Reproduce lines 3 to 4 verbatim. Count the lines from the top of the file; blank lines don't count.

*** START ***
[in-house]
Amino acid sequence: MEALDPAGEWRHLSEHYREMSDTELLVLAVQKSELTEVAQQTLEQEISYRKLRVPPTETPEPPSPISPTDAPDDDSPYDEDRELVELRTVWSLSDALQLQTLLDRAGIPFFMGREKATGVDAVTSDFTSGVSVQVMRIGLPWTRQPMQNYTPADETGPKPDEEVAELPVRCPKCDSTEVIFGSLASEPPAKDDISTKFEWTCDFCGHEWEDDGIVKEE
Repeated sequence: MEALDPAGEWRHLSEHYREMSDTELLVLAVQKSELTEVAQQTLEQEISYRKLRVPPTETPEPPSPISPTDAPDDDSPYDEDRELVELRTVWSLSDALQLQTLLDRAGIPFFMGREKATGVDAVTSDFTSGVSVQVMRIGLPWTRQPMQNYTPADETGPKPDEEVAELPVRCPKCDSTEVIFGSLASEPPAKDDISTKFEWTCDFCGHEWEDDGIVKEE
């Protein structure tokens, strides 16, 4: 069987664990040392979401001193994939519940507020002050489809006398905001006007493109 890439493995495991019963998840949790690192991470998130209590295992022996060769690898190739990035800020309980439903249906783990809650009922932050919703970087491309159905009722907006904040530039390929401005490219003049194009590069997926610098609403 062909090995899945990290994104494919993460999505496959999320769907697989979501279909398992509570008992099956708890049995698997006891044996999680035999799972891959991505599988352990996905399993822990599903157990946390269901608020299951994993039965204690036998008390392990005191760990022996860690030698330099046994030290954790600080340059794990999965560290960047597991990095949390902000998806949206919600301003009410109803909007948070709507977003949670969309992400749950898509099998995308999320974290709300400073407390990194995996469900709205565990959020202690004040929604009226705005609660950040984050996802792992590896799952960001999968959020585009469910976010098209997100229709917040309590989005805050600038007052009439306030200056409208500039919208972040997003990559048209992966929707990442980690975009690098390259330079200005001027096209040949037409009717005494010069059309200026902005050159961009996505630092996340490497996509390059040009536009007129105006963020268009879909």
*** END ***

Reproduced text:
Repeated sequence: MEALDPAGEWRHLSEHYREMSDTELLVLAVQKSELTEVAQQTLEQEISYRKLRVPPTETPEPPSPISPTDAPDDDSPYDEDRELVELRTVWSLSDALQLQTLLDRAGIPFFMGREKATGVDAVTSDFTSGVSVQVMRIGLPWTRQPMQNYTPADETGPKPDEEVAELPVRCPKCDSTEVIFGSLASEPPAKDDISTKFEWTCDFCGHEWEDDGIVKEE
């Protein structure tokens, strides 16, 4: 069987664990040392979401001193994939519940507020002050489809006398905001006007493109 890439493995495991019963998840949790690192991470998130209590295992022996060769690898190739990035800020309980439903249906783990809650009922932050919703970087491309159905009722907006904040530039390929401005490219003049194009590069997926610098609403 062909090995899945990290994104494919993460999505496959999320769907697989979501279909398992509570008992099956708890049995698997006891044996999680035999799972891959991505599988352990996905399993822990599903157990946390269901608020299951994993039965204690036998008390392990005191760990022996860690030698330099046994030290954790600080340059794990999965560290960047597991990095949390902000998806949206919600301003009410109803909007948070709507977003949670969309992400749950898509099998995308999320974290709300400073407390990194995996469900709205565990959020202690004040929604009226705005609660950040984050996802792992590896799952960001999968959020585009469910976010098209997100229709917040309590989005805050600038007052009439306030200056409208500039919208972040997003990559048209992966929707990442980690975009690098390259330079200005001027096209040949037409009717005494010069059309200026902005050159961009996505630092996340490497996509390059040009536009007129105006963020268009879909």